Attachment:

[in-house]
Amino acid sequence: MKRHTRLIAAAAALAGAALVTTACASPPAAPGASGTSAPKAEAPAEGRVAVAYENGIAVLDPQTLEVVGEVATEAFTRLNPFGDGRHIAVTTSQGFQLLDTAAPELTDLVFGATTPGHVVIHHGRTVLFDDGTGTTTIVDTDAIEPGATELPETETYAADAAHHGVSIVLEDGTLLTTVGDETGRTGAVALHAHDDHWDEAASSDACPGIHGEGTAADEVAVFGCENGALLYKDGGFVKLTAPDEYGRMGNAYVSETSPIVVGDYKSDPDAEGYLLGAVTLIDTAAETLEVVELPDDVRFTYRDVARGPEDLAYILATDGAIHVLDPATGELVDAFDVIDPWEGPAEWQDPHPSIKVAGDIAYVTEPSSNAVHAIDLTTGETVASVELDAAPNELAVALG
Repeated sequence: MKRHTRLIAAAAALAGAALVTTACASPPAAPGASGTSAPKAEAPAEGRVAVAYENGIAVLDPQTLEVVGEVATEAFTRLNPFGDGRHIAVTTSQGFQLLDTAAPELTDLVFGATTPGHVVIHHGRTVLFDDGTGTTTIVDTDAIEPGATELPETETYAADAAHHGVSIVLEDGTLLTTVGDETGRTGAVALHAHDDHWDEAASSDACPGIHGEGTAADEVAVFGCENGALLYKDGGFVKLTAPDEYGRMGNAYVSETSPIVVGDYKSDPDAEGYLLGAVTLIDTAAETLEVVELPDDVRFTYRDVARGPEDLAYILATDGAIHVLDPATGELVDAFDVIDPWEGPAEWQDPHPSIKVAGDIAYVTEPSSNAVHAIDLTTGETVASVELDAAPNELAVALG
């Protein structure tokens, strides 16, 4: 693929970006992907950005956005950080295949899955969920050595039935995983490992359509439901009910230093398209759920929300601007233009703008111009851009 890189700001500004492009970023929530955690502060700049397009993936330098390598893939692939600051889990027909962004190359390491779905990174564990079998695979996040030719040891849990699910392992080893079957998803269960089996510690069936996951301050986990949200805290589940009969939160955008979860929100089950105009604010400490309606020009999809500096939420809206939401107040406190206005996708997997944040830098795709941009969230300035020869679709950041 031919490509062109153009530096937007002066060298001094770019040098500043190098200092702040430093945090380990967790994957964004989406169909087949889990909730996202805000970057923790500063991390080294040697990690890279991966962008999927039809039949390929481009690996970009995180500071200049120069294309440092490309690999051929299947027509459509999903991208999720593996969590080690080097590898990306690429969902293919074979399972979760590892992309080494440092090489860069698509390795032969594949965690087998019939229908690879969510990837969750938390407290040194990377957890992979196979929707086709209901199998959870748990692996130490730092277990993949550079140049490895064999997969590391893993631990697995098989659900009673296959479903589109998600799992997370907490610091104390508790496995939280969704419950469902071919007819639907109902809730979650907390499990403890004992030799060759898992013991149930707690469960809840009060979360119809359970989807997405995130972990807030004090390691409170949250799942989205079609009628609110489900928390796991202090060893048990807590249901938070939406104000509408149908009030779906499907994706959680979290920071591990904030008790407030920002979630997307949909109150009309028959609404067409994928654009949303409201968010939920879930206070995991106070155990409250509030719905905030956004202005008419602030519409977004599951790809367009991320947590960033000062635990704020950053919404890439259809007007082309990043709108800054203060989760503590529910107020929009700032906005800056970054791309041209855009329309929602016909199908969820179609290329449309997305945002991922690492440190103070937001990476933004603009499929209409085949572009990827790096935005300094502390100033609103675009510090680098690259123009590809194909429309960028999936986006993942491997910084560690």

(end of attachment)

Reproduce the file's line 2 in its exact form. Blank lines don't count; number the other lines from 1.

Amino acid sequence: MKRHTRLIAAAAALAGAALVTTACASPPAAPGASGTSAPKAEAPAEGRVAVAYENGIAVLDPQTLEVVGEVATEAFTRLNPFGDGRHIAVTTSQGFQLLDTAAPELTDLVFGATTPGHVVIHHGRTVLFDDGTGTTTIVDTDAIEPGATELPETETYAADAAHHGVSIVLEDGTLLTTVGDETGRTGAVALHAHDDHWDEAASSDACPGIHGEGTAADEVAVFGCENGALLYKDGGFVKLTAPDEYGRMGNAYVSETSPIVVGDYKSDPDAEGYLLGAVTLIDTAAETLEVVELPDDVRFTYRDVARGPEDLAYILATDGAIHVLDPATGELVDAFDVIDPWEGPAEWQDPHPSIKVAGDIAYVTEPSSNAVHAIDLTTGETVASVELDAAPNELAVALG